“We miss the fans,” New Zealander Hartley said. “I look forward to seeing all the fans again.”

In other divisions:

United Autosports won the LMP2 division with the entry of Filipe Albuquerque, Paul Di Resta and Phil Hanson.

–In LMGTE Pro, the victory was claimed by Aston Martin Vantage AMR of Maxime Martin, Alex Lynn and Harry Tincknell (who drives for Mazda in the DPi division of IMSA).

–TF Sport won the LMGTE Am class.

The Toyota No. 7 took pole after former F1 driver Kamui Kobayashi narrowly edged out the Rebellion No. 1 team in qualifying.

In damp and humid conditions Mike Conway got away cleanly from the start, while Senna held off Buemi.

After nearly seven hours, Toyota’s No. 8 fell back after a 10-minute stop in the stands to fix a brake-cooling problem on Kazuki Nakajima’s car. Rebellion’s No. 1, driven by Frenchman Norman Nato, took advantage to move into second place behind Toyota’s No. 7.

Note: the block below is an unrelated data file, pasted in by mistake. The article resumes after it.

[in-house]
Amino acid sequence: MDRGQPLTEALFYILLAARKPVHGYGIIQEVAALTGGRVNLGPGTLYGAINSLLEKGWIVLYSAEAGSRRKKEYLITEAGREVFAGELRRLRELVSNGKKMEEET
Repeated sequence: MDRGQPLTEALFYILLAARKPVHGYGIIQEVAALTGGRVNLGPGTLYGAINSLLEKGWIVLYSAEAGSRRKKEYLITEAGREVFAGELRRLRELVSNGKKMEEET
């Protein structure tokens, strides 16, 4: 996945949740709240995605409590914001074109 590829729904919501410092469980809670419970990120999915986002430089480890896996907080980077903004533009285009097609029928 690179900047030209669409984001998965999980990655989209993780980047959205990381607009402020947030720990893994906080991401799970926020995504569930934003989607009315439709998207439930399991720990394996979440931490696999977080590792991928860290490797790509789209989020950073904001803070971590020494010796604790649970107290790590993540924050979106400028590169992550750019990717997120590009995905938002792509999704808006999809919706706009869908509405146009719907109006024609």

Then came the decisive moment at 2:40 a.m. as the No. 7 – also featuring Argentine Jose Maria Lopez – encountered a turbo problem. When the car came back out it was back in fourth.

“We had a few problems early in the race,” Nakajima said. “Later they had a bigger issue than us.”

Rebellion’s No. 1 encountered a problem on the hood at around 9 a.m. and the change took six minutes, allowing the Rebellion No. 3 (Nathanael Berthon-Louis Deletraz-Romain Dumas) to close the gap.

It was becoming a tight battle between the two Rebellion cars behind Toyota’s No. 8.

At 12 p.m. Rebellion No. 3 with Dumas behind the wheel was only one second ahead of No. 1 driven by Menezes. Then both cars came in for a driver change with Deletraz swapping for Dumas on a lengthy stop, and Nato for Menezes as Rebellion No. 1 suddenly moved ahead of its team rival.

Dumas, a winner in 2016 with Porsche, appeared unhappy at the strategy decision to bring his car in first and the length of the stop. There were tense explanations in the team garage.

Colombian Tatiana Calderon, an F1 test driver with Alfa Romeo, was in the Richard Mille Racing Team in the LMP2 category. She was joined by German Sophia Florsch – an F3 driver – and Dutchwoman Beitske Visser. They placed ninth out of 24 in their category.